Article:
Given Donald Trump's frequent campaign promises to wipe out "job killing" regulations on Day One, no one should be surprised that the Trump administration is going after federal safeguards that protect consumers at the expense of corporate profits. And it's no secret that new Education Secretary Betsy DeVos shares the president's wish for fewer rules, and more freedom and money for the private sector.
But surely there's some limit to that. Even the leaders of a wholly dysfunctional administration must recognize that fraud is fraud. Out-and-out cheating, lying to potential customers, isn't just unethical. It's illegal. And the worst fraud in the higher education world during recent decades has been perpetrated by for-profit colleges that grossly overstate their graduates' ability to land good jobs, that talked students into applying for loans they would almost certainly be unable to repay and that bamboozled them into signing away their right to sue should they discover how dishonestly they had been treated.
Nevertheless, in mid-June, DeVos announced that she was holding off on implementing two key Obama-era rules designed to prevent colleges from luring students into sizable loans that they would have very little chance of repaying and to provide loan-repayment relief to students who had been defrauded by bad operators in the vocational higher ed sector. DeVos said the regulations might be too burdensome for the colleges, and she wanted to look into creating a new set of rules. Last week 19 attorneys general, including California's, sued, arguing that the administration lacked the authority to single-handedly put the brakes on regulations that had already gone through the required, extensive rule-making procedures, and aiming to force DeVos to make good on what students had been promised.
These colleges' practices have been costly to taxpayers as well as to students, with default rates on federally-guaranteed student loans that were sky-high compared with those at other schools. That's what happens when pricey institutions draw in low-income students who then can't find the jobs that have been rosily dangled in front of them.
Corinthian Colleges closed in 2015 after the Education Department fined it $30 million for exaggerating job-placement rates. Among its misdeeds: paying employers to hire graduates for just a few days so that they could be listed as having gotten jobs and counting fast-food workers as employees holding professional positions. ITT Technical Institutes closed in 2016 after the Education Department said it no longer would provide federal financial aid to the school's students, after allegations emerged that ITT was misrepresenting its graduates' job-placement rates and providing a substandard education.
And then the federal government began the process of cleaning up the mess left behind. The "borrower defense to repayment" rule, which was scheduled to take effect July 1, would allow defrauded students to apply to have their federal student loans forgiven. It also would prohibit colleges from forcing students into binding arbitration when there's a dispute, eliminating the students' right to seek relief in the courts. DeVos put that rule on hold, as well as announcing that she would delay implementation of provisions of the "gainful employment" rule that requires colleges to show that their graduates generally earn enough to pay back their student loans. If colleges can't meet that reasonable standard, their students could lose access to federal student aid, which would in effect lead to the closure of many for-profit trade schools; federal loans make up the bulk of their income.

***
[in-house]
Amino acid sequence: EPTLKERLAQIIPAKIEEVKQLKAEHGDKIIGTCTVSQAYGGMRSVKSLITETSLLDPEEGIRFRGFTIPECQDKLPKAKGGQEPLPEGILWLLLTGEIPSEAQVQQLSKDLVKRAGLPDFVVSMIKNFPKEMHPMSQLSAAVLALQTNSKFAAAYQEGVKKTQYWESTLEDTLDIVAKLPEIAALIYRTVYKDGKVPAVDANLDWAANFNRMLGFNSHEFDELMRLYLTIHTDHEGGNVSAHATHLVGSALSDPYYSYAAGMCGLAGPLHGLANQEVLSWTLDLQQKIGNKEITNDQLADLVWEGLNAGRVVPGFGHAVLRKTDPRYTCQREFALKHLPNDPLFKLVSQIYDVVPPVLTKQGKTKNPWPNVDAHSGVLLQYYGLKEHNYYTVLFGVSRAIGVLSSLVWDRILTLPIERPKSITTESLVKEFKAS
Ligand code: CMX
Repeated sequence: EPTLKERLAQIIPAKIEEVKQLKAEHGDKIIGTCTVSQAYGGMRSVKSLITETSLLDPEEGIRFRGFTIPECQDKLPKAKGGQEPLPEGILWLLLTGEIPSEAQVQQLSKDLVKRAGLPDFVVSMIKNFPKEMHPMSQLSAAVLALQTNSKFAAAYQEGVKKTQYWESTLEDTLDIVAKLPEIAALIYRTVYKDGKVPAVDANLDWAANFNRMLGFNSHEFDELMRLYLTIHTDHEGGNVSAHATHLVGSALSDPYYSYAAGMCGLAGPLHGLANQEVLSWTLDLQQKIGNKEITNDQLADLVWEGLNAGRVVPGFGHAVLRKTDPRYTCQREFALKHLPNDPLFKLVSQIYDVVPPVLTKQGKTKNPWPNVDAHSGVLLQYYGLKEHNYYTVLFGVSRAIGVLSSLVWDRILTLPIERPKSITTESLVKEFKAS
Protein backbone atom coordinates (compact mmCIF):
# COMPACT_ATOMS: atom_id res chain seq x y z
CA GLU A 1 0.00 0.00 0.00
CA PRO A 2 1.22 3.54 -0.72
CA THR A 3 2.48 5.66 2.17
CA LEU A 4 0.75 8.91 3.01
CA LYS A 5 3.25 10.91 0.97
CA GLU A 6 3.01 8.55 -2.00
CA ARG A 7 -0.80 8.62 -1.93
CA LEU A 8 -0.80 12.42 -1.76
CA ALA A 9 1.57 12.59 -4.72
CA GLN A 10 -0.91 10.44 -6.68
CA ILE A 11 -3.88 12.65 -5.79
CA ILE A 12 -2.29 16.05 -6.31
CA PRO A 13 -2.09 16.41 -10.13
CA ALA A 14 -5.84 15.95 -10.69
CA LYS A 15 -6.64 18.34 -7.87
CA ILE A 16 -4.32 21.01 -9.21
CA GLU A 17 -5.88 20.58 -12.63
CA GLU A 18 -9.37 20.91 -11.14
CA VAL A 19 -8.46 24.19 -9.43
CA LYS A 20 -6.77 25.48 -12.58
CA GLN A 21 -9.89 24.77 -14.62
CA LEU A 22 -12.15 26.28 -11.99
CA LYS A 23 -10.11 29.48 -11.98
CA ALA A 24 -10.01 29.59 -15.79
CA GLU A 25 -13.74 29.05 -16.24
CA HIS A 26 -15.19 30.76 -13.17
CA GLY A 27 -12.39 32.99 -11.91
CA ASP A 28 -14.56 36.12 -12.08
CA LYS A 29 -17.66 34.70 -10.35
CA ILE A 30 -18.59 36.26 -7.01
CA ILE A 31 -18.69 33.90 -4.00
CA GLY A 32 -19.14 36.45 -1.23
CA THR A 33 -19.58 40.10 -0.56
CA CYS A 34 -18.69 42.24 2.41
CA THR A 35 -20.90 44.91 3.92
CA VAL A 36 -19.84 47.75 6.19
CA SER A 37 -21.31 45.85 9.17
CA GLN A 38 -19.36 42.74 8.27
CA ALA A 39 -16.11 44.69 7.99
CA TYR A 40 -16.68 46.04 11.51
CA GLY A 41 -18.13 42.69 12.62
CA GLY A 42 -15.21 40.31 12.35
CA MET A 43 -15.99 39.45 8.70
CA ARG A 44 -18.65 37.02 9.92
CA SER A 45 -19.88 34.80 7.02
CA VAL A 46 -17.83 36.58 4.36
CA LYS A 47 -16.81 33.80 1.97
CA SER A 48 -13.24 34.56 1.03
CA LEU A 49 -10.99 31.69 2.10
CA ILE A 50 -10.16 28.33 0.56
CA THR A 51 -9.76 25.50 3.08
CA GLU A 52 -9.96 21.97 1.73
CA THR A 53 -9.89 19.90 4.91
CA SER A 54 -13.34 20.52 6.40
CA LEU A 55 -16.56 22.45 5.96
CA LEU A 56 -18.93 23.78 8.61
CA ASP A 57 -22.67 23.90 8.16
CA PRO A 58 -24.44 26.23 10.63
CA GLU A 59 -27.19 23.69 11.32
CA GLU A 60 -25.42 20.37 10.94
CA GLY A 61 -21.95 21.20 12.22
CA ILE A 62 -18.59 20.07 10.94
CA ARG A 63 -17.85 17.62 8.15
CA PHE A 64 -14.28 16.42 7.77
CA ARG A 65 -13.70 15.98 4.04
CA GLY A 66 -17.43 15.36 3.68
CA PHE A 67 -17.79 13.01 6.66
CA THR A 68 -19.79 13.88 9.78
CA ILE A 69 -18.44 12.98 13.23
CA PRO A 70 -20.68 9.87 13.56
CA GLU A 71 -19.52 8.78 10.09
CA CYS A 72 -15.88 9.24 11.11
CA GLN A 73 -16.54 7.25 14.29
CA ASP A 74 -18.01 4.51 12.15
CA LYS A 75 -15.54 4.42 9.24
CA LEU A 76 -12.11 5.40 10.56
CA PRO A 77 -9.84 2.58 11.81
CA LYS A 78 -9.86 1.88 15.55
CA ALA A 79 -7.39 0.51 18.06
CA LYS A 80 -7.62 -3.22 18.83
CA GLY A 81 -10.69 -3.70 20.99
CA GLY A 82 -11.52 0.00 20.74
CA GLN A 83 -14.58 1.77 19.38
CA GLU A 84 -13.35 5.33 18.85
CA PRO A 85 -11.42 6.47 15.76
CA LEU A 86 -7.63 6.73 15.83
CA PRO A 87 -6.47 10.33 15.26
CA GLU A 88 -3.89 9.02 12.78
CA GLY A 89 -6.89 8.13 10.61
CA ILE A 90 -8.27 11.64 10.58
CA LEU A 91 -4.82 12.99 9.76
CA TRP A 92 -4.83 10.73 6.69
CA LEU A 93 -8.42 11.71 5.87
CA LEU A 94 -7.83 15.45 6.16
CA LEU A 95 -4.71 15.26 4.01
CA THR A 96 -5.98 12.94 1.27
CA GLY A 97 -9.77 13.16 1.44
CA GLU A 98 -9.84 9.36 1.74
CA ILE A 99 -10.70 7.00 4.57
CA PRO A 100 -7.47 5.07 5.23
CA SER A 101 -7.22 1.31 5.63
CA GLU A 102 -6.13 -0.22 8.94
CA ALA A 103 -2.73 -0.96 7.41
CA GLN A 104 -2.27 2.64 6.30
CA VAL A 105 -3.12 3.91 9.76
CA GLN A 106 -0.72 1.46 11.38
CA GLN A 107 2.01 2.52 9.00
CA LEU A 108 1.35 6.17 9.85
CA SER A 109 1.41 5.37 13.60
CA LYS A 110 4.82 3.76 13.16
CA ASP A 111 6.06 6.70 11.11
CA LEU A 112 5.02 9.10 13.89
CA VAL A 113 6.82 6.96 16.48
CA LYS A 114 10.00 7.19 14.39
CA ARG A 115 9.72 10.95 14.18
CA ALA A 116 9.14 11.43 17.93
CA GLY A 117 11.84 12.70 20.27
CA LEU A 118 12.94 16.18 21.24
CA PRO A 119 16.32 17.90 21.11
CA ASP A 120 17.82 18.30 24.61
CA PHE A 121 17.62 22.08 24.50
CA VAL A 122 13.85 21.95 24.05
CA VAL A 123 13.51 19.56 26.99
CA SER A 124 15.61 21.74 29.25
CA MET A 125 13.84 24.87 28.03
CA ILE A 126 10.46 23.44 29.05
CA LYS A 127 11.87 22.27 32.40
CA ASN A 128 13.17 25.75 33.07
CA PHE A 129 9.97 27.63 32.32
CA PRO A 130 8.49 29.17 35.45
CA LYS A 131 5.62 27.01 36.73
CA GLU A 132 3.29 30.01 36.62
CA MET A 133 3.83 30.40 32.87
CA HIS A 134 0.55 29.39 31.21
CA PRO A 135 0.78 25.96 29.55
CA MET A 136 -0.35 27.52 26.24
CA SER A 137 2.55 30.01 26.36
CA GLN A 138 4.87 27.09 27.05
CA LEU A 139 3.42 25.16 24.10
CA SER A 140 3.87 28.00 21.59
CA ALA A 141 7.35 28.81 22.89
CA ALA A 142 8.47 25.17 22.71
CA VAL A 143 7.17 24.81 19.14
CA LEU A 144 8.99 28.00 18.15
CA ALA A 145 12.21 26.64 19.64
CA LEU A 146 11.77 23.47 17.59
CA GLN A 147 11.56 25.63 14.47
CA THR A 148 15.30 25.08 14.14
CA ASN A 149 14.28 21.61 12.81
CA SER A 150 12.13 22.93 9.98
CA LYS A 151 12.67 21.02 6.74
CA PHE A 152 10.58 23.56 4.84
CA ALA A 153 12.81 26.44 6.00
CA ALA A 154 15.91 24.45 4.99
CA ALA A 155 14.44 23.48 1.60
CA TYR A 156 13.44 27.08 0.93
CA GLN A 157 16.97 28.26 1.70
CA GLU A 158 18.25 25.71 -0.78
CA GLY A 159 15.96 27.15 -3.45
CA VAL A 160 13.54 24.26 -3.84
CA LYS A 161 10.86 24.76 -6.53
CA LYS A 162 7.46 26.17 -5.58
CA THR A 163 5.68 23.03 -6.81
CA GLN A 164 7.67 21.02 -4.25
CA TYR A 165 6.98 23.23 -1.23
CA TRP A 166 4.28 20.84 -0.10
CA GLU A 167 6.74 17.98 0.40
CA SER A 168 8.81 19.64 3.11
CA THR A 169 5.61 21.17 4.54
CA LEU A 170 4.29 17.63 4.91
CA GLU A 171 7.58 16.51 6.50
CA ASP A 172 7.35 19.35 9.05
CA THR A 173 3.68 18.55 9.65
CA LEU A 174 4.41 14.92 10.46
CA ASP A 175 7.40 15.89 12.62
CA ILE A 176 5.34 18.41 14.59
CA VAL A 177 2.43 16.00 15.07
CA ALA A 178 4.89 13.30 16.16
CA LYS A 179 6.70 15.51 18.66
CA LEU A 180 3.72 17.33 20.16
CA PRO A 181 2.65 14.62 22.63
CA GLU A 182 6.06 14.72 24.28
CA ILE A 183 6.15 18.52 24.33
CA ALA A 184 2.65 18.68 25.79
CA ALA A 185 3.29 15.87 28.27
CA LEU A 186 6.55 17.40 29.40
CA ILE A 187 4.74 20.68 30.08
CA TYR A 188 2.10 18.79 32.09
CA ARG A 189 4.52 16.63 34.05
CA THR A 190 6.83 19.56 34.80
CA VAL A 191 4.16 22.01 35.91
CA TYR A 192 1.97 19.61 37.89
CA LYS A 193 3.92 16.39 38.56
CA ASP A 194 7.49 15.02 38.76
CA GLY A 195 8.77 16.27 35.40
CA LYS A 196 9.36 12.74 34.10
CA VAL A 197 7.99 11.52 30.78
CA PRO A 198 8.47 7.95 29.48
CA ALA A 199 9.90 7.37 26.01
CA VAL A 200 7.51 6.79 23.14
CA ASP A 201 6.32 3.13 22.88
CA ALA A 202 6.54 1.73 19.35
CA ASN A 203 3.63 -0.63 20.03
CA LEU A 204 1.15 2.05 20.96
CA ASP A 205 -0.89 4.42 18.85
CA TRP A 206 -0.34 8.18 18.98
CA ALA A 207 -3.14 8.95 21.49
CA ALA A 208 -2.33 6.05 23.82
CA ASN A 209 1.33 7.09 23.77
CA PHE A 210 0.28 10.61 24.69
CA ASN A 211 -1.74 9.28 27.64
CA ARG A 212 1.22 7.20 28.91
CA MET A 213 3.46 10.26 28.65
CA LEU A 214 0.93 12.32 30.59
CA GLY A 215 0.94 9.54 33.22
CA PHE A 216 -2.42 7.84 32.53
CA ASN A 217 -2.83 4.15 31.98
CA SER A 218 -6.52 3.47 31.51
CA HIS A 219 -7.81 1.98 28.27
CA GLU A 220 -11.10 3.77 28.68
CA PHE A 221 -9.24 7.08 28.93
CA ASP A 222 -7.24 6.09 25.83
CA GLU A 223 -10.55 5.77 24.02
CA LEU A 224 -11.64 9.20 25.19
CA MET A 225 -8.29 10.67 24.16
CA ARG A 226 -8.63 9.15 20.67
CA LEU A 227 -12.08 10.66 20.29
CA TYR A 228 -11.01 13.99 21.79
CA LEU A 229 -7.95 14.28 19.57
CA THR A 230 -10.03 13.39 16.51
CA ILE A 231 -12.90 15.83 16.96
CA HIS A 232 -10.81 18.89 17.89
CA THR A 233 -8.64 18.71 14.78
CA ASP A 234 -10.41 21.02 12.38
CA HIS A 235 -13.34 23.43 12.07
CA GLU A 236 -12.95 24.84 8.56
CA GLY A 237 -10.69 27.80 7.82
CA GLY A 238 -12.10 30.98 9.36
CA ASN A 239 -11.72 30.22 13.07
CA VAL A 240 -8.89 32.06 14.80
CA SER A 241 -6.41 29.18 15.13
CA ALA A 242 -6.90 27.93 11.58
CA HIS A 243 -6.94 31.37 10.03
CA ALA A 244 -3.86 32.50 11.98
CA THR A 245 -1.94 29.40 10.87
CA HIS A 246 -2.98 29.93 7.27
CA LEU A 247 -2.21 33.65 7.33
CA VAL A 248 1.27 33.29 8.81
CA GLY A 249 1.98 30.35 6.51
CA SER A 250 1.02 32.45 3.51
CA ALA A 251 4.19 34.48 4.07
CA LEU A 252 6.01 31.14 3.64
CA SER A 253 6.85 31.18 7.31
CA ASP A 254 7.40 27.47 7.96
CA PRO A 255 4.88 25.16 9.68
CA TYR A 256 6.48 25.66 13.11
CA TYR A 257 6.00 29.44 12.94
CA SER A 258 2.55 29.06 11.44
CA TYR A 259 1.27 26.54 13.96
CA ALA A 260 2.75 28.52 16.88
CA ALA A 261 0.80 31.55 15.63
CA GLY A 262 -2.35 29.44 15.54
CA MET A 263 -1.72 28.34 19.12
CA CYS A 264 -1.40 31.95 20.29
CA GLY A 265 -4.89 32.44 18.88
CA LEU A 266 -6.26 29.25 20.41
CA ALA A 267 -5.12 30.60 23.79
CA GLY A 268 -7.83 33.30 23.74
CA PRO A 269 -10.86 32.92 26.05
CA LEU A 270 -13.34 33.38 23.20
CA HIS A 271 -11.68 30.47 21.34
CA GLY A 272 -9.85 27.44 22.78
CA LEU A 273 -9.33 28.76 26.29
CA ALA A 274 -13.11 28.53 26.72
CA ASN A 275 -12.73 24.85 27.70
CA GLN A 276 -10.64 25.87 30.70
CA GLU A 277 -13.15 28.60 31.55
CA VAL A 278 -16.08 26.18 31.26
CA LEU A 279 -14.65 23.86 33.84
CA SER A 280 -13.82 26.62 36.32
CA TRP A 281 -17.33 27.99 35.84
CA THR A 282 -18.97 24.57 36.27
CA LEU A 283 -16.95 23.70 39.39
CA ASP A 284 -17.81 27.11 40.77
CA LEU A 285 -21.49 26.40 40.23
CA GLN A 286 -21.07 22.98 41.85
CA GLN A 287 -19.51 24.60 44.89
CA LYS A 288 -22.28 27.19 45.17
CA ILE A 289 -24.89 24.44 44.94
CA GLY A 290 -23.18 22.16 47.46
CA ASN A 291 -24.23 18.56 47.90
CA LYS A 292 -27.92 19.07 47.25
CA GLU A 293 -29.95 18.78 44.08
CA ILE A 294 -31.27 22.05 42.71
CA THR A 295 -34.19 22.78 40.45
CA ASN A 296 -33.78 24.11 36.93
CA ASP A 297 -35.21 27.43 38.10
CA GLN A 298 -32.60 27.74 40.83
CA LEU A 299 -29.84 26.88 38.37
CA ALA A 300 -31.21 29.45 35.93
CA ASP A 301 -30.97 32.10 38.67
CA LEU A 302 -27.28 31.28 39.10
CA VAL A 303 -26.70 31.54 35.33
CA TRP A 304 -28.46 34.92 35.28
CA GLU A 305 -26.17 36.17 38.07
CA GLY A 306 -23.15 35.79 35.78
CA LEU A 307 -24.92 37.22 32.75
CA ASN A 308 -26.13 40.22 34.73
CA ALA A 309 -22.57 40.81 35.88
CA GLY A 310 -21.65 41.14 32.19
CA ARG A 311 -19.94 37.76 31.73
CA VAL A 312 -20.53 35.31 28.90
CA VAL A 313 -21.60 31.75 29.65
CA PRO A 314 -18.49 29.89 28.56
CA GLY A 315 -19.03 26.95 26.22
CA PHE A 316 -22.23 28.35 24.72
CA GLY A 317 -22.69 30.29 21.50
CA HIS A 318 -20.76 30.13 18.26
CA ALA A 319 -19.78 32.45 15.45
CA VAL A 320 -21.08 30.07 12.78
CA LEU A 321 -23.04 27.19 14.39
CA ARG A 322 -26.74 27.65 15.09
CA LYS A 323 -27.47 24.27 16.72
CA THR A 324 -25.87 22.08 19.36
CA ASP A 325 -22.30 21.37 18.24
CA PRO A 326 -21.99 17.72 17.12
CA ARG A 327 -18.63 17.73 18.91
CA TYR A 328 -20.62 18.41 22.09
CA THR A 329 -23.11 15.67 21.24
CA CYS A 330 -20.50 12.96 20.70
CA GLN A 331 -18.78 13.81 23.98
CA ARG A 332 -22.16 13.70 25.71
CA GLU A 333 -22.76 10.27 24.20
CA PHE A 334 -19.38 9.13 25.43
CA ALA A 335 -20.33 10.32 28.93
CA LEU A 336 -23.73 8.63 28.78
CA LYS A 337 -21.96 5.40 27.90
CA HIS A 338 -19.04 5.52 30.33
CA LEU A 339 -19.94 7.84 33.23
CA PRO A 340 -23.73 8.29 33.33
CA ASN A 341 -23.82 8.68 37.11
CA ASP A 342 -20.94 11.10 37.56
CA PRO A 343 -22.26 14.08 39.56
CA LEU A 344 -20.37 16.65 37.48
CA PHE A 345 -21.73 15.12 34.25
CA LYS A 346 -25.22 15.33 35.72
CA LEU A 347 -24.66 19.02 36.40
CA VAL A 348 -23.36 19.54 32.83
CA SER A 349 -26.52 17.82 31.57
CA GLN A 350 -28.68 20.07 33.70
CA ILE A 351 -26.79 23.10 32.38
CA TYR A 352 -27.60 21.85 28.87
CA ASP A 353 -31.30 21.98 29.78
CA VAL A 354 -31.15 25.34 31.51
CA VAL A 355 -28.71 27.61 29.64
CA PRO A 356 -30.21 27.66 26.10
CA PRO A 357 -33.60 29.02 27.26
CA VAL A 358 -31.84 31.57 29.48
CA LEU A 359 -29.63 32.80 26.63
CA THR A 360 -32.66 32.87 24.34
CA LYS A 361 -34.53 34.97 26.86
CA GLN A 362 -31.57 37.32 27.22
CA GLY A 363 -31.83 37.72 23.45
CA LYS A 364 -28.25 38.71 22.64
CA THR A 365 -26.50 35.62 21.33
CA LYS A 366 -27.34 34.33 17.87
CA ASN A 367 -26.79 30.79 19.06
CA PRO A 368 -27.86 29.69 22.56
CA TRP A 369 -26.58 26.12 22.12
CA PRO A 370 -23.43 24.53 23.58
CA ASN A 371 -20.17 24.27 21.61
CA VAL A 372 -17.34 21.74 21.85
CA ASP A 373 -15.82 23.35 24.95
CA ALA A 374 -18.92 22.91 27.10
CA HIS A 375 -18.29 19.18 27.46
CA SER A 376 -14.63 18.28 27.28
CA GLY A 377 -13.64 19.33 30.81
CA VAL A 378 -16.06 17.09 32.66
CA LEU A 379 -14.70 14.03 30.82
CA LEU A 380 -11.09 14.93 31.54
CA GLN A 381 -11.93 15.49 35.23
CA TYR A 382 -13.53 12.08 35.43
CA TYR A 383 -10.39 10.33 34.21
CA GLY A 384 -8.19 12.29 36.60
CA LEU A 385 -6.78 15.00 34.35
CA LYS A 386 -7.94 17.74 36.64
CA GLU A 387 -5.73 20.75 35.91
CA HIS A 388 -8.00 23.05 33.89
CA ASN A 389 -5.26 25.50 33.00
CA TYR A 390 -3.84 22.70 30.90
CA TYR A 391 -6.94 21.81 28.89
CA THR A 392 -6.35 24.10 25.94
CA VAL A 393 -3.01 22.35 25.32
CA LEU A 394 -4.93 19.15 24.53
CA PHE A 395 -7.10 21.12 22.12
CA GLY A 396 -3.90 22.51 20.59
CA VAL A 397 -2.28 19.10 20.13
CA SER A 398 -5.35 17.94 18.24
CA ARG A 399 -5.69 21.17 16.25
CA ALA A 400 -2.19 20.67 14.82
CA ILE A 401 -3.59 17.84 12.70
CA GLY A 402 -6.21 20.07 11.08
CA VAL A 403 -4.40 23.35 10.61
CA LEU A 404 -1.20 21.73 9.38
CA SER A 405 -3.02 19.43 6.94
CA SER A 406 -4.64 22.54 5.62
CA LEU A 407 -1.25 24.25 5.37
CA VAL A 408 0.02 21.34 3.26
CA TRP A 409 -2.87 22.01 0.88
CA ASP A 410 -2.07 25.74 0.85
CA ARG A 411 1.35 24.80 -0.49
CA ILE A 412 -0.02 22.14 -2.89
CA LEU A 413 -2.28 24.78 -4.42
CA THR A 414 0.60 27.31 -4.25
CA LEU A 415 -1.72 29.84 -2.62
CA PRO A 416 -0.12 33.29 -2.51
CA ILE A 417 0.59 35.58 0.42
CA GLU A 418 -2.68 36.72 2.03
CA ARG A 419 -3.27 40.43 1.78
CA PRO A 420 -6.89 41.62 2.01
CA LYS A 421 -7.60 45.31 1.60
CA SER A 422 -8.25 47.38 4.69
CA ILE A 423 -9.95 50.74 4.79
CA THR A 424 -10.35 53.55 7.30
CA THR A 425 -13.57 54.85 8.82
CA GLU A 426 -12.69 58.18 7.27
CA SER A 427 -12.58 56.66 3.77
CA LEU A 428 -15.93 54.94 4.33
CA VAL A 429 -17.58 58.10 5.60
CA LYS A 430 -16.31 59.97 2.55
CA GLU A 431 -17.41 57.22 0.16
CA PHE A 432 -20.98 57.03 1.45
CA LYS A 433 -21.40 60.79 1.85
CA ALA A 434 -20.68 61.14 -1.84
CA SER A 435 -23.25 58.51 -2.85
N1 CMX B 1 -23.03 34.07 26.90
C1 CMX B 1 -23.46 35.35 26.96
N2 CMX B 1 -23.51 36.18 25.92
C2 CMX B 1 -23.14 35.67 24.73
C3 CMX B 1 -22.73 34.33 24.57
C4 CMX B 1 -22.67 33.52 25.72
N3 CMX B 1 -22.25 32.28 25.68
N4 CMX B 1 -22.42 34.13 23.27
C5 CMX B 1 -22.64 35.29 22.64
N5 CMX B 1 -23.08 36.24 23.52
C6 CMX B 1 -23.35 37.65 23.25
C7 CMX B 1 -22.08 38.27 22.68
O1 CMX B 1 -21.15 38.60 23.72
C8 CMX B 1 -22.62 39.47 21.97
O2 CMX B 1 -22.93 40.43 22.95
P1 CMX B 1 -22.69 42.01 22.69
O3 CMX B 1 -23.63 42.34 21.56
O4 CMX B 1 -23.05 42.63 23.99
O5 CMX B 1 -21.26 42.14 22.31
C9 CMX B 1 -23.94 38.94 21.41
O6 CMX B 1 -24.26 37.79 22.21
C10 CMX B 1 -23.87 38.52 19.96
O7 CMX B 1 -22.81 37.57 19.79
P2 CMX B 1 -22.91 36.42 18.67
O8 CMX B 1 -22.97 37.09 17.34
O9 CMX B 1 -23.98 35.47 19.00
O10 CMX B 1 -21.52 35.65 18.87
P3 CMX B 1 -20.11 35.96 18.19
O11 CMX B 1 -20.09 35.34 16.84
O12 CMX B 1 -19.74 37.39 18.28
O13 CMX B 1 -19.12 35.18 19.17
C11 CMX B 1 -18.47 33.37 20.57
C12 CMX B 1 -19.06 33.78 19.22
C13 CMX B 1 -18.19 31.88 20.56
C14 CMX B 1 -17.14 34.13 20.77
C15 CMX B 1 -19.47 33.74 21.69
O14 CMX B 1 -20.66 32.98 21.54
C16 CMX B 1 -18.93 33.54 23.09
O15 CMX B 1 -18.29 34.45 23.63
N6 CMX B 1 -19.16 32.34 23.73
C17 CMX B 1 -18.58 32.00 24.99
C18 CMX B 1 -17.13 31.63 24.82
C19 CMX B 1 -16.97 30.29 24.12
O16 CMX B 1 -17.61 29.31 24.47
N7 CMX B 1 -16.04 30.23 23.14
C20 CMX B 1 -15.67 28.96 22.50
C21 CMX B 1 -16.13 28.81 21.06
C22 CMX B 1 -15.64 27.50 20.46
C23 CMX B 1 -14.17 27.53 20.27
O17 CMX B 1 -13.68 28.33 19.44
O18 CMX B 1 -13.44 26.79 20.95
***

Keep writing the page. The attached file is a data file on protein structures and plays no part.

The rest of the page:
DeVos has promised that the 16,000 students who already have filed claims for loan relief, after the collapse of Corinthian and ITT, will have their cases decided under the old rule. But the delays she announced would put off protections for anyone else until at least 2019, because of the time required for hearings and public comment.
It's of course reasonable for DeVos to review the regulations bequeathed to her by the previous administration. There have been complaints from colleges, for example, that the borrower-defense rule is written so loosely that students could too easily claim fraud where none had occurred. But the administration's deregulatory zeal seems to have blinded it to federal law, which requires agencies in most cases to go through just as open and evidence-based a process to change or end a rule as to create one.
Responsible for-profit colleges — and they exist — should support strong, protective rules; the reputation of the industry as a whole has fallen under the shadow of its worst members. Leaving the public with no protection from the predatory players within the college industry — and leaving taxpayers to pick up the tab for the defaults that would inevitably follow — would be the higher education equivalent of repealing Obamacare and leaving Americans with no health insurance at all.